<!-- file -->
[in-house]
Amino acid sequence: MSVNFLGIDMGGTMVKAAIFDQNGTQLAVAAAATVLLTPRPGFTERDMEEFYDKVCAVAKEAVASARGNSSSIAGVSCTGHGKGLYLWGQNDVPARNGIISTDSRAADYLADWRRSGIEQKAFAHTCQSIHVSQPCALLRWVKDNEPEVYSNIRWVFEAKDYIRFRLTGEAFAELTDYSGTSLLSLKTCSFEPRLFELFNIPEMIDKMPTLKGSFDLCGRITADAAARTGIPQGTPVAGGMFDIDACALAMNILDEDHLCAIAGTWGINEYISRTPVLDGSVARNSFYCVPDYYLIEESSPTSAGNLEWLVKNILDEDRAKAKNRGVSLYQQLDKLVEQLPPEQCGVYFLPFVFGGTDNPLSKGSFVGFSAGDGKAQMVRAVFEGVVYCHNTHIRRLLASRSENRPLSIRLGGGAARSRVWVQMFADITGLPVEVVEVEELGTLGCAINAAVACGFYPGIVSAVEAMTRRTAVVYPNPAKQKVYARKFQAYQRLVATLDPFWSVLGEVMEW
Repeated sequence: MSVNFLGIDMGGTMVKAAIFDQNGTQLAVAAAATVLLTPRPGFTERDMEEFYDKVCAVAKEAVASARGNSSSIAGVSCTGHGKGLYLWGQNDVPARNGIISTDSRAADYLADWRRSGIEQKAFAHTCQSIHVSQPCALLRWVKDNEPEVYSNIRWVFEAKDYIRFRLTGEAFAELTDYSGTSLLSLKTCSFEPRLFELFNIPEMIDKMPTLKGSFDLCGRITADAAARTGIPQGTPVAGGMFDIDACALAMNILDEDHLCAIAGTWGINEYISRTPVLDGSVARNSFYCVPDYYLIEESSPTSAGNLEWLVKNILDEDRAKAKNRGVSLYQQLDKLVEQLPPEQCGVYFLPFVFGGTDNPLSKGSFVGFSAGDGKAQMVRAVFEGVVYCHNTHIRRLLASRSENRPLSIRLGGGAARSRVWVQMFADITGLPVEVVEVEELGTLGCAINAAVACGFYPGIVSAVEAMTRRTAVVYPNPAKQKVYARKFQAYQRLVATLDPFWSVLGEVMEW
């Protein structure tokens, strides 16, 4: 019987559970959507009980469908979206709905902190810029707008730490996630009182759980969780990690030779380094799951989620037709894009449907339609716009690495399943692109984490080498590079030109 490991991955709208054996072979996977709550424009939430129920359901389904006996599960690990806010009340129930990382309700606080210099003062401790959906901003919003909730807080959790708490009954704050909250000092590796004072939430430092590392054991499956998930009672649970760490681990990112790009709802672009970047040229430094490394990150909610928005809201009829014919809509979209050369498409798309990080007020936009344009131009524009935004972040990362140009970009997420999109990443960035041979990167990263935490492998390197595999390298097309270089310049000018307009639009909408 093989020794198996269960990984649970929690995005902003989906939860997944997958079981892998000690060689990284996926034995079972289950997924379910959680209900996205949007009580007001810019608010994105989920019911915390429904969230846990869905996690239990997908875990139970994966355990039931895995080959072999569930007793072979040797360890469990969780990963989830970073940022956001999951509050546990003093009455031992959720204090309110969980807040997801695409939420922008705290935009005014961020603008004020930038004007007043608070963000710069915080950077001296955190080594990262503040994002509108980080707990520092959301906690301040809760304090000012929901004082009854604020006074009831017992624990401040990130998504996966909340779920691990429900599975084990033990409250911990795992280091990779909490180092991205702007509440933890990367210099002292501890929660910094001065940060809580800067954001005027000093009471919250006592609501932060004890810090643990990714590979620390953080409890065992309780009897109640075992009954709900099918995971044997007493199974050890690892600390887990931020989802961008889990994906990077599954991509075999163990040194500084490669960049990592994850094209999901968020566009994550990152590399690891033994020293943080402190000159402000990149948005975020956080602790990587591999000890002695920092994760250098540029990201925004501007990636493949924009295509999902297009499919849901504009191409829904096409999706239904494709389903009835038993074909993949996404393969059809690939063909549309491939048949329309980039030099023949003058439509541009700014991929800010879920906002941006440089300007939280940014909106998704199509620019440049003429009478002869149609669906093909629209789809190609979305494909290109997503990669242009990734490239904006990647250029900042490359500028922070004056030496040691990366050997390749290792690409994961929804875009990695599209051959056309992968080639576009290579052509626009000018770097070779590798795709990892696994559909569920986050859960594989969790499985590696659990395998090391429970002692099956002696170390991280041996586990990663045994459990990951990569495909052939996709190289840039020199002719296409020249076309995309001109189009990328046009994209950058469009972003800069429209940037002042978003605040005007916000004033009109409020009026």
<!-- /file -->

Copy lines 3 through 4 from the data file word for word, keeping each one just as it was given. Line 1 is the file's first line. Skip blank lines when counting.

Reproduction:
Repeated sequence: MSVNFLGIDMGGTMVKAAIFDQNGTQLAVAAAATVLLTPRPGFTERDMEEFYDKVCAVAKEAVASARGNSSSIAGVSCTGHGKGLYLWGQNDVPARNGIISTDSRAADYLADWRRSGIEQKAFAHTCQSIHVSQPCALLRWVKDNEPEVYSNIRWVFEAKDYIRFRLTGEAFAELTDYSGTSLLSLKTCSFEPRLFELFNIPEMIDKMPTLKGSFDLCGRITADAAARTGIPQGTPVAGGMFDIDACALAMNILDEDHLCAIAGTWGINEYISRTPVLDGSVARNSFYCVPDYYLIEESSPTSAGNLEWLVKNILDEDRAKAKNRGVSLYQQLDKLVEQLPPEQCGVYFLPFVFGGTDNPLSKGSFVGFSAGDGKAQMVRAVFEGVVYCHNTHIRRLLASRSENRPLSIRLGGGAARSRVWVQMFADITGLPVEVVEVEELGTLGCAINAAVACGFYPGIVSAVEAMTRRTAVVYPNPAKQKVYARKFQAYQRLVATLDPFWSVLGEVMEW
């Protein structure tokens, strides 16, 4: 019987559970959507009980469908979206709905902190810029707008730490996630009182759980969780990690030779380094799951989620037709894009449907339609716009690495399943692109984490080498590079030109 490991991955709208054996072979996977709550424009939430129920359901389904006996599960690990806010009340129930990382309700606080210099003062401790959906901003919003909730807080959790708490009954704050909250000092590796004072939430430092590392054991499956998930009672649970760490681990990112790009709802672009970047040229430094490394990150909610928005809201009829014919809509979209050369498409798309990080007020936009344009131009524009935004972040990362140009970009997420999109990443960035041979990167990263935490492998390197595999390298097309270089310049000018307009639009909408 093989020794198996269960990984649970929690995005902003989906939860997944997958079981892998000690060689990284996926034995079972289950997924379910959680209900996205949007009580007001810019608010994105989920019911915390429904969230846990869905996690239990997908875990139970994966355990039931895995080959072999569930007793072979040797360890469990969780990963989830970073940022956001999951509050546990003093009455031992959720204090309110969980807040997801695409939420922008705290935009005014961020603008004020930038004007007043608070963000710069915080950077001296955190080594990262503040994002509108980080707990520092959301906690301040809760304090000012929901004082009854604020006074009831017992624990401040990130998504996966909340779920691990429900599975084990033990409250911990795992280091990779909490180092991205702007509440933890990367210099002292501890929660910094001065940060809580800067954001005027000093009471919250006592609501932060004890810090643990990714590979620390953080409890065992309780009897109640075992009954709900099918995971044997007493199974050890690892600390887990931020989802961008889990994906990077599954991509075999163990040194500084490669960049990592994850094209999901968020566009994550990152590399690891033994020293943080402190000159402000990149948005975020956080602790990587591999000890002695920092994760250098540029990201925004501007990636493949924009295509999902297009499919849901504009191409829904096409999706239904494709389903009835038993074909993949996404393969059809690939063909549309491939048949329309980039030099023949003058439509541009700014991929800010879920906002941006440089300007939280940014909106998704199509620019440049003429009478002869149609669906093909629209789809190609979305494909290109997503990669242009990734490239904006990647250029900042490359500028922070004056030496040691990366050997390749290792690409994961929804875009990695599209051959056309992968080639576009290579052509626009000018770097070779590798795709990892696994559909569920986050859960594989969790499985590696659990395998090391429970002692099956002696170390991280041996586990990663045994459990990951990569495909052939996709190289840039020199002719296409020249076309995309001109189009990328046009994209950058469009972003800069429209940037002042978003605040005007916000004033009109409020009026």